(National Library of Ireland)

The DVD provides a good refresher on the book. I don’t think anyone who has not read the book would understand the greatness of the experiment that is the novel and might well wonder why anyone would make a Ulysses pilgrimage across Dublin.

The sites mostly have plaques so that visitors to Dublin can visit the sites Nicholson did in the imagined footsteps (and tram rides) of Stephen Daedalus and Leopold Bloom. Glasnevin Cemetery is definitely still there, with the boulder inscribed “Parnell.” (Brendan Behan is also buried in Glasnevin Cemetery, btw.)

The documentary does not make me want to rush to Dublin, though if I were there, I would visit Nicholson’s museum and the National Gallery at the very least. The documentary may have stimulated me to reread the “Night town” chapter, but the Joyce that I’m rereading is not Ulysses but the far shorter and easier-to-read Exiles, which came between Portrait of the Artist as a Young Man and Ulysses — both chronologically in order of publication and in portraits of Joyce’s obsessions, notably being cuckolded by Nora figures.

©2018, Stephen O. Murray


James Joyce’s play “Exiles”

I am far from being the first reader to notice that there is a great deal that is autobiographical in the fiction of James Joyce. Stephen Daedalus in both Portrait of the Artist as a Young Man and Ulysses has many obvious similarities in temperament and experience with his creator. In the play that Joyce wrote between those two novels, Exiles (1915), the would-be writer who rejects Irish Catholic conventionalities is named Richard Rowhan.


Unlike Joyce, Richard has returned to Ireland with his (common-law?) wife Bertha, who like Nora Barnacle, a Galway girl, who had been a chambermaid in Finn’s Hotel in Dublin, is from a Protestant background and an unsuitable match in class to boot.

Like Joyce and, later, Leopold Bloom, Richard is inordinately fascinated with being cuckolded. In both cases, the writer wanted to know what it felt like (an emotionally dangerous form of research), intellectually rejected possessiveness and felt jealous while reiterating the freedom of his partner.

Beyond those two motives for exploring sexual freedom/jealousy, as I reread Exiles, I had intimations of a suppressed homoerotic bond between Richard and his friend and champion, Robert Hand (based on Joyce’s pre-exile drinking cronies, Oliver St John Gogarty and Vincent Cosgrave, who are redeployed in Ulysses). These intimations are not entirely creatures of my imagination, because in notes on the play Joyce himself wrote that “the bodily possession of Bertha by Robert, repeated often, would certainly bring into almost carnal contact the two men.” Moreover, a sense of bonding of semen mixing in the same receptacle (or at least of having “carnal knowledge” of the same orifice) is not unprecedented.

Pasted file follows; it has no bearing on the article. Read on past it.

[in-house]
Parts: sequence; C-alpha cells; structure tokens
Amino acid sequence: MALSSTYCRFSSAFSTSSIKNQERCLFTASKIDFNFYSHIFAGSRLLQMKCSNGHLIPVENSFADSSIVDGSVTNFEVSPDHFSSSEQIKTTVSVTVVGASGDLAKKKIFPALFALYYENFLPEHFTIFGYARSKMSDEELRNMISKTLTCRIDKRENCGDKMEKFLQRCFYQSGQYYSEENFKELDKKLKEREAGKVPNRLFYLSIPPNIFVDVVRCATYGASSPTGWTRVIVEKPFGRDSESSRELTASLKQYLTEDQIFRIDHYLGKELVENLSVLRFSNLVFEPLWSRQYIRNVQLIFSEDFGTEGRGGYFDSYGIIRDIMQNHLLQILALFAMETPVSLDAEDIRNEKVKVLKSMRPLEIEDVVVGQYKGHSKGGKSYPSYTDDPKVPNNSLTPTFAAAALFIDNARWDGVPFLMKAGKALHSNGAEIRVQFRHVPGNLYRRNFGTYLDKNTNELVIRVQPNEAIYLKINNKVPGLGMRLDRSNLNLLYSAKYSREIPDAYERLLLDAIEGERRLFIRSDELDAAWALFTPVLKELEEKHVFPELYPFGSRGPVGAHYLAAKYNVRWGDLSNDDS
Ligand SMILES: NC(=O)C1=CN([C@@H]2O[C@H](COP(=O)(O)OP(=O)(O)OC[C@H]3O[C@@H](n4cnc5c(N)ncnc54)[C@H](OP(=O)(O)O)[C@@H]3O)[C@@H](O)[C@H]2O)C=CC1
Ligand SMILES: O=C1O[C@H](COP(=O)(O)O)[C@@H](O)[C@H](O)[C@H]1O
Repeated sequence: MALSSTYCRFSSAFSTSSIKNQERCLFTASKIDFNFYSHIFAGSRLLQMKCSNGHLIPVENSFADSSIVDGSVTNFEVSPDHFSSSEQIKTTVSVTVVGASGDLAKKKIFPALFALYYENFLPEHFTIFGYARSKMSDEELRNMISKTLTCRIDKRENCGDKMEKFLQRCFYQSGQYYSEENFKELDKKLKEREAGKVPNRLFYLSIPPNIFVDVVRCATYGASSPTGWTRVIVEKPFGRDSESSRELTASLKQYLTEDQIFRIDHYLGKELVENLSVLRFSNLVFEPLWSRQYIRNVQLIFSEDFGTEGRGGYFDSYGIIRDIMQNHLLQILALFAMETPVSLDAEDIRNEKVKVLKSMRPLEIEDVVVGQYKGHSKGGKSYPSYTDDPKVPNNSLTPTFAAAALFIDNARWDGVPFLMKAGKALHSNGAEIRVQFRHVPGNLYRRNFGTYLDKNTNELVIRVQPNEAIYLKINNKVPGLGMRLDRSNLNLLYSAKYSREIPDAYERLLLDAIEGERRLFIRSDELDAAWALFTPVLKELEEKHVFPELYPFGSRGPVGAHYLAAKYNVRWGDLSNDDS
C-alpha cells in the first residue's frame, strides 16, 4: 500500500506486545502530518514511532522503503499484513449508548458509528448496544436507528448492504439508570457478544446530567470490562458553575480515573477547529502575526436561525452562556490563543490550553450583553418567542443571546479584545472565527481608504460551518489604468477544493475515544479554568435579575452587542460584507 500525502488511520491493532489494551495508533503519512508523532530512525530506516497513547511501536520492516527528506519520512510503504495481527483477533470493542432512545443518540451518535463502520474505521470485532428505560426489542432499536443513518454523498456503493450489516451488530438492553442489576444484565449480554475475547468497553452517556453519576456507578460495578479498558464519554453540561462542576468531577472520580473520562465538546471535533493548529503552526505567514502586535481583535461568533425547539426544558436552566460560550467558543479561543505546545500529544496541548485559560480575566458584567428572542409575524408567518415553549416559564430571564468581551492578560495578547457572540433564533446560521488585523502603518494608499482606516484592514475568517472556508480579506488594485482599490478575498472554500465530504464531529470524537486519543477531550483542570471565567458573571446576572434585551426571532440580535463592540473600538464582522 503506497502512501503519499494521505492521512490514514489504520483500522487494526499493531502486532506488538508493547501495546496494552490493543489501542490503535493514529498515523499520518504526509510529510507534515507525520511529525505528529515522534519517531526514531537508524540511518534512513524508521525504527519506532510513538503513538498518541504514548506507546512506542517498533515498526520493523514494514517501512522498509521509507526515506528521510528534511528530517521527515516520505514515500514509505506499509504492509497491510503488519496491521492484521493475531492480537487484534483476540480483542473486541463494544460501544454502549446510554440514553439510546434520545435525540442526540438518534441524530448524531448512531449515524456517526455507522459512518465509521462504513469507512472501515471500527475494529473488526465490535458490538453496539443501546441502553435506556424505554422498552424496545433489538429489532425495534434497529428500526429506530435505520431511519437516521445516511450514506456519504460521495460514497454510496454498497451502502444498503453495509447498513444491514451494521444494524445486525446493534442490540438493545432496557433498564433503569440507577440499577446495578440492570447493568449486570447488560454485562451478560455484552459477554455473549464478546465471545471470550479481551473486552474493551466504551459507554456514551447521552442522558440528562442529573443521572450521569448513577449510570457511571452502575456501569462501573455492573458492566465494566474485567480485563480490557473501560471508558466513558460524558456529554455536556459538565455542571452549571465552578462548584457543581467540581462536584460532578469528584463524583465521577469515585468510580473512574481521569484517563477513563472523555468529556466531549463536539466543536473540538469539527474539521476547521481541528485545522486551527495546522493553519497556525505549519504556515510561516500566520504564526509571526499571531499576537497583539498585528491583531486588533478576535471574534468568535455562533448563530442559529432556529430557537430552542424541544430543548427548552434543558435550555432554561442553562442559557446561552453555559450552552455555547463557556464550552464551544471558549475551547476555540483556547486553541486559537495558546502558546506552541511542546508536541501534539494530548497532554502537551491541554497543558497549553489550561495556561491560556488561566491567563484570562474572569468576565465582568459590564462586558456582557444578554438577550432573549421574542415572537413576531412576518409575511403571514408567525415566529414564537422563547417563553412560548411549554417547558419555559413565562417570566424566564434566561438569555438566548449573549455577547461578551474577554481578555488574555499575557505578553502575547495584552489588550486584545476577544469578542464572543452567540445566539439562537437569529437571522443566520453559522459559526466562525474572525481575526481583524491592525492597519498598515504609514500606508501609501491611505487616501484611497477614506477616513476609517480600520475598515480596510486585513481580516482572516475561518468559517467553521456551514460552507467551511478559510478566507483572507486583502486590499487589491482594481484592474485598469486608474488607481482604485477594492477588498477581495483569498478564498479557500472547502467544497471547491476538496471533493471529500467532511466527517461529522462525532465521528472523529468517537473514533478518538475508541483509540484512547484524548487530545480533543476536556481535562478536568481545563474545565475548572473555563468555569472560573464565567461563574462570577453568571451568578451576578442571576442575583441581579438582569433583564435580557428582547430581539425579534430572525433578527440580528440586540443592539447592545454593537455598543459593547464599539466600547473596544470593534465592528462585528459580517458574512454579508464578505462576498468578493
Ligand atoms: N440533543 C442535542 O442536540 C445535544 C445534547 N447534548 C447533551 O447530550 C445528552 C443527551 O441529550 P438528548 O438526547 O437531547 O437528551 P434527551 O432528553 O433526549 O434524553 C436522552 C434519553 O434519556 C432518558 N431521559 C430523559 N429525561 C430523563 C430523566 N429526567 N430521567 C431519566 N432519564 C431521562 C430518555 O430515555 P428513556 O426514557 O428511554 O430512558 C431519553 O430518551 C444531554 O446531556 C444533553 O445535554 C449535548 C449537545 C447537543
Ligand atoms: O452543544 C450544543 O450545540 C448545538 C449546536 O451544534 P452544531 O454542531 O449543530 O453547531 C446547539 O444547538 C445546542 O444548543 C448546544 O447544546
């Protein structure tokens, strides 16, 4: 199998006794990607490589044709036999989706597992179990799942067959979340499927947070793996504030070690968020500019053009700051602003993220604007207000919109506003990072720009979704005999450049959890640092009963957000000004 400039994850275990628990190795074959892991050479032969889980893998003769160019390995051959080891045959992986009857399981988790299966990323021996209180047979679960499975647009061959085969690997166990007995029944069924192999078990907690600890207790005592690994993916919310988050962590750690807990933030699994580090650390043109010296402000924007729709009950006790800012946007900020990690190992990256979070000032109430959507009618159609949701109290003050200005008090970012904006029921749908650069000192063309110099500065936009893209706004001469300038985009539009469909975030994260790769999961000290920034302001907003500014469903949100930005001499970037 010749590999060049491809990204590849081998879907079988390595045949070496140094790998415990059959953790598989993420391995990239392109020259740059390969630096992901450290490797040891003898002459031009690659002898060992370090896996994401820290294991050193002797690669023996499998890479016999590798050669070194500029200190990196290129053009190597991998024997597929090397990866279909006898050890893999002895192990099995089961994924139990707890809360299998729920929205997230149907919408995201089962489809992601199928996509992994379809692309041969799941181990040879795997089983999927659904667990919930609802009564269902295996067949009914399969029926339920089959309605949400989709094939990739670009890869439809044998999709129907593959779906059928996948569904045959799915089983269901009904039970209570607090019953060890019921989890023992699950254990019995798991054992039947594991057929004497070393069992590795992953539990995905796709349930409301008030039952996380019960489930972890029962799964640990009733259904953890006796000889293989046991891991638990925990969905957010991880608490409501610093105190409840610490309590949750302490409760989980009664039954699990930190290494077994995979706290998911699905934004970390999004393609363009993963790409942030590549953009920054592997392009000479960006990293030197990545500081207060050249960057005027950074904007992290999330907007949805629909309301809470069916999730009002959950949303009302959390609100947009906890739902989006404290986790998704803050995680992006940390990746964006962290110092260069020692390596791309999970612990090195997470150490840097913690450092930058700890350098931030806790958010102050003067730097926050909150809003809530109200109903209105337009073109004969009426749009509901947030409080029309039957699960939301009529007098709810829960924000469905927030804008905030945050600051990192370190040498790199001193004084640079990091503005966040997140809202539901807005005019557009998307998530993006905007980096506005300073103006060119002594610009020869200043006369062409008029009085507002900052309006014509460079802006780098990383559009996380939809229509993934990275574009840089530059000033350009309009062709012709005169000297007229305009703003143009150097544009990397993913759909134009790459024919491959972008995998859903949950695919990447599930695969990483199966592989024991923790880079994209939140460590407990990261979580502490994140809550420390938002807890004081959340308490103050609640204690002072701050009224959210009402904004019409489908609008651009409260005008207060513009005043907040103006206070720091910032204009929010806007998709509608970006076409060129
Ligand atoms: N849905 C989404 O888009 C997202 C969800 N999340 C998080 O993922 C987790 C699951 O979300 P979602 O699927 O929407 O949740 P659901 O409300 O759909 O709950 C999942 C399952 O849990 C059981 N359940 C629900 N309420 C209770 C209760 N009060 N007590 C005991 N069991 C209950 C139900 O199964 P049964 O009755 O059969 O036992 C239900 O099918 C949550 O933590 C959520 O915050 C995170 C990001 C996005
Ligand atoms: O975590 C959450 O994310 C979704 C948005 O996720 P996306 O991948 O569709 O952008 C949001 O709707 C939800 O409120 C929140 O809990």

And in addition to his pride being damaged by Bertha choosing Richard when she met both Richard and Robert, Robert seems to have some jealousy — or at least resentment — of Richard’s vision of himself as the Homer of the Irish “race” (embarking on writing a Dublin update of Homer’s Odyssey).

Bertha is not an intellectual like Richard, Robert, or Beatrice (Robert’s sister who is still carrying a torch for Richard and would have been a more suitable mate both in terms of social status and in the ability to understand Richard’s writing and, indeed, speaking). Joyce treats her mind as a region of mists, though he gives her complete sentences rather than the caroming fragments of Molly Bloom in Ulysses). Again in Joyce’s own notes, “Robert wishes Richard to use against him the weapons which social conventions and morals put in the hands of the husband. Richard refuses. Bertha wishes Richard to use those weapons in her defense. Richard refuses…” and has an erotic stimulation in imagining his best friend bedding his wife, however unjoyful such excitement is.

Reading the play as autobiography (which it would be very difficult to avoid doing), I wonder if Joyce realized how much he manipulated Nora and the various men he all but threw at her to test her and them (notably Cosgrave and Roberto Preziosa)… and himself.

Nora/Bertha differ significantly from Hedda Gabler, though Ibsen was clearly Joyce’s role model as a conventionality-defying playwright, as is well-documented, including correspondence with Ibsen himself. Joyce has his alter ego seemingly more in love with Nora’s than Ibsen has the artist who uses his wife in “When We Dead Awaken,” though having the grace to wonder if he (Richard) has ruined her (Bertha’s) life and innocent simplicity for his artistic/philosophical experiments in breaking the chains of conventionality (social here, artistic in Ulysses and Finnegan’s Wake).

My guesstimate is that without cuts the play would run three to three-and-a-half hours, though cutting the first part of Act Three and much of the second part of Act One (both involving Archie, the son of Bertha and Richard) might make the length manageable. The characters are archetypes of Joyce’s private mythology of betrayal. Although they rattle on, the dialogue is more realistic than that in either Portrait of the Artist as a Young Man or Ulysses.

Exiles seems to me to be a key text, though one I rarely see or hear mentioned (less even than Stephen Hero, the first draft of Portrait of the Artist as a Young Man). Joyce revisited Ireland in 1909, 1911, and 1912, but did not repatriate even after the establishment of an independent state. There is no certainty within Exiles that Richard will remain in Ireland, though it seems that Robert is going into exile after the return after nine years of Bertha and Richard